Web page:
So you get to see exactly how this should be formatted. So if you're in the business of writing the software that's going to be formatting this, or if, heaven help you, you need to do this by hand, this is a great little resource to have. So go ahead and bookmark that and you'll know where to find this. Okay. So now that we know all of that, there's a couple of more things that I need to do here in our code. One thing that I want to do to this one in particular is, since this comment has been published at a certain time, it really would benefit from having the pubdate attribute. So right after time, I'm going to go ahead and do pubdate.
And this is a Boolean attribute, so you don't need to say pubdate=pubdate. You can just say pubdate, just like that. So we have a few more date times that I want to do really quickly. I'm going to scroll down, and I can see that down here in the rider-submitted reviews we have some time and when that time it was submitted. So now, again, what I'm going to do is I'm going to surround the date here with a time element. I'm going to go ahead and give it a datetime attribute. And I'm going to make that equal to, and in this case, I'm going to do 2010-- I've got to take a look at the date that I'm actually marking here-- -02 for the month, -23 for the date.
I'm going to close that, and of course this does get the pubdate attribute as well. And then I'll finish wrapping the time tag. Now, again, here this is a much shorter date string, but it's still a valid date string. Remember, time is optional. You don't have to pass time. So again, I'm going to go down to my next rider review, the one Copper Canyon Loop by Shea Hansen, and I'll just do the same thing here. And I'm just going to go ahead and wrap this in a time element. Sometimes I'll just go ahead and do the element first and then come back and do the attributes; other times I'll do the attributes along with it.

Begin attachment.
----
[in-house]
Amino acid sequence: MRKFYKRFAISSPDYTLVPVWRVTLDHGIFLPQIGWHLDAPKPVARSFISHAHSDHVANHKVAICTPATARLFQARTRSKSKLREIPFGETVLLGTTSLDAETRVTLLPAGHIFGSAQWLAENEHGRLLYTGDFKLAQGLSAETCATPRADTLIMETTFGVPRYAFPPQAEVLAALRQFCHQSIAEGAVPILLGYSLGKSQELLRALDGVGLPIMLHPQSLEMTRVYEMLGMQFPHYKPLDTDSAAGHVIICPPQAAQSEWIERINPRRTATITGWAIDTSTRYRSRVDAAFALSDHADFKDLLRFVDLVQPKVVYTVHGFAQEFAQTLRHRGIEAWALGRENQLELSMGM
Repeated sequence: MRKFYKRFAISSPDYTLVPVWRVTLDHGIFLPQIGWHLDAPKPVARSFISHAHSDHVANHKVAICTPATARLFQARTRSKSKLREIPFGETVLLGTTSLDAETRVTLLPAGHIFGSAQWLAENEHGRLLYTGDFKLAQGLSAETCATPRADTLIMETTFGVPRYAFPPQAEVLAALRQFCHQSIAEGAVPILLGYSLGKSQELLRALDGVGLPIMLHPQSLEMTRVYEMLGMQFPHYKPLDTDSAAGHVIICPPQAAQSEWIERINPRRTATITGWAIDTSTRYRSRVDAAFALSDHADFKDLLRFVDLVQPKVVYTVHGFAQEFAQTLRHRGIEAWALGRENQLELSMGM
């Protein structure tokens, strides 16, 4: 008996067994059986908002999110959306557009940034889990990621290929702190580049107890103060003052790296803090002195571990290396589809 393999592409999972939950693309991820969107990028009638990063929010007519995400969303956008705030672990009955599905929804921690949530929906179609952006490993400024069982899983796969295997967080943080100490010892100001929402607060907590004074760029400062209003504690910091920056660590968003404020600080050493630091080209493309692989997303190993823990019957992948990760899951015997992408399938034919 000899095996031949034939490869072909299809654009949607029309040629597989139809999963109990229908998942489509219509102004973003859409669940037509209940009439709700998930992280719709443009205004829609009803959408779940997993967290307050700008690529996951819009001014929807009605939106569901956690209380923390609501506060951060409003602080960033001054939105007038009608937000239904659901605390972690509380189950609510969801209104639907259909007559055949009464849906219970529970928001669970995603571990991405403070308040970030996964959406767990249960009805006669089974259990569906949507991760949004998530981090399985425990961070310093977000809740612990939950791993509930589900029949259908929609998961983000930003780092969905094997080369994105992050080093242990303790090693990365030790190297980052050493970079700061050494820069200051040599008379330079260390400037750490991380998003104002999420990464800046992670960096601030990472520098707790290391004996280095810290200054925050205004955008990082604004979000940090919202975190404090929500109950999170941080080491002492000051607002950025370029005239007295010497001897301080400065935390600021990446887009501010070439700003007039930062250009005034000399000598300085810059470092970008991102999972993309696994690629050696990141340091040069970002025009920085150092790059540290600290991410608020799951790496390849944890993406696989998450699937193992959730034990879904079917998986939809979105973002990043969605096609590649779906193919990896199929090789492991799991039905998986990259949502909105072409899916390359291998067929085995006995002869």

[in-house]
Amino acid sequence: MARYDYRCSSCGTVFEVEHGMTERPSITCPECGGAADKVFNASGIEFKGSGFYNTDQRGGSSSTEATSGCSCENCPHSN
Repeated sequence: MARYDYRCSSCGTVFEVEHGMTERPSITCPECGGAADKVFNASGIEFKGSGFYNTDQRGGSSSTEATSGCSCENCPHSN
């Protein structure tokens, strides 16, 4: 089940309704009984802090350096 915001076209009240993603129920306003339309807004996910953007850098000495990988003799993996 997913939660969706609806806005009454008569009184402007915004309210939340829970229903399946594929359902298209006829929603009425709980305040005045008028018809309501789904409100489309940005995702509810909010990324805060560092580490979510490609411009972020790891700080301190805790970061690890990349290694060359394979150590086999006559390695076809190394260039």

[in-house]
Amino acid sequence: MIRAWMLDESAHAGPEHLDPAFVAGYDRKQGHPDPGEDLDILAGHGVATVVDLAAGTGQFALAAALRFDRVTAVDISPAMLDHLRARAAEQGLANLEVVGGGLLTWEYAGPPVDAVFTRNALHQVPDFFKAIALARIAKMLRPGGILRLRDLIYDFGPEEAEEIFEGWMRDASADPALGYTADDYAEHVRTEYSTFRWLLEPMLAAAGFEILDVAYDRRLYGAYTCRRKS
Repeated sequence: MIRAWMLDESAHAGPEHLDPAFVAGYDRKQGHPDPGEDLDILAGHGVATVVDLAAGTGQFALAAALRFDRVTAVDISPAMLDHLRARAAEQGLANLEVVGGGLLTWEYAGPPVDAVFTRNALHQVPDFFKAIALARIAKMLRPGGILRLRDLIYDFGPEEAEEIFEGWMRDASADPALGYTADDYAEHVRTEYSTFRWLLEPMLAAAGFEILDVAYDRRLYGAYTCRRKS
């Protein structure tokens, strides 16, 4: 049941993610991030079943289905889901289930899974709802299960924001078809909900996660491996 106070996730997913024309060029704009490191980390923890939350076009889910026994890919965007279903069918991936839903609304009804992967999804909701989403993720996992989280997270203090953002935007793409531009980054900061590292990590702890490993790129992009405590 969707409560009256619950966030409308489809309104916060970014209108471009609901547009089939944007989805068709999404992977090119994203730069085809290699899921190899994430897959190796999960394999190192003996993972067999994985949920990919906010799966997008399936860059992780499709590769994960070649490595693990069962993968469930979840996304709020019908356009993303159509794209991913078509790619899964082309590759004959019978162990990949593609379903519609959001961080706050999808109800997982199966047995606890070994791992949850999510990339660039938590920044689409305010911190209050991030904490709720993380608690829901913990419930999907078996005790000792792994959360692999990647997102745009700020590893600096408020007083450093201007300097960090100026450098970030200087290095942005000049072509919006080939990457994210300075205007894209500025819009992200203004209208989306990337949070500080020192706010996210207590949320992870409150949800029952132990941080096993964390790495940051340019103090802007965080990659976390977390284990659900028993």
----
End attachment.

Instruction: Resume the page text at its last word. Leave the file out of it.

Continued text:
And so here, again, I want to do datetime, and the valid date string here is going to be 2011-03-11. Wonderful! Go ahead and save that. Now, we're almost done. We have one more left to do. And the reason I saved this one for last is I wanted to show you kind of how ambiguous you can be with this. I'm going to scroll up a little bit further to right around line 78 or so, and we can see that in this paragraph of text, we say, "I also want to mention that on June 22 of every year, the Ojai Biking Club sponsors a trail cleanup day." Now, I'm not insinuating by marking this one up that every single date or every single time that you mention needs a time attribute.
But think about this. If we could set this to be machine- readable so that somebody could click on this, for example, and set a calendar reminder, that would be really cool. All right! So in that instance, the time element would really make a lot of sense here. So I'm just going to go ahead and do another time element, and I'm going to do it around the entire date. And this one is going to get a datetime attribute as well, because it's not a valid date string. And we're just going to do 2011-06 for the month, -22.
And this one doesn't need a pubdate attribute because it's not a publishing date, it's just marking a specific time. All right! Now I'm going to go ahead and save this. And of course, if you preview this in your browser, you shouldn't notice any change in the code whatsoever. So even down here where we're talking about the date, we're talking about the publishing dates here, this has nothing to do with visuals at all. There's no physical change in our dates. Browsers simply ignore the time element in terms of rendering how they present it. What it does do for us is it makes those dates and times available in a consistent machine-readable format.
Now, the date syntax can be a little tricky, so if you're not familiar with the valid date string syntax, make sure you go back and reference the microsyntax section of the HTML5 specification the first couple of times that you use it. Also, I want to mention one more time before we move on, don't forget that you don't need the time element to mark up every date and time. You only need it when you want to convey the date and time in a way that applications, aggregator, search engines, and other content readers can understand.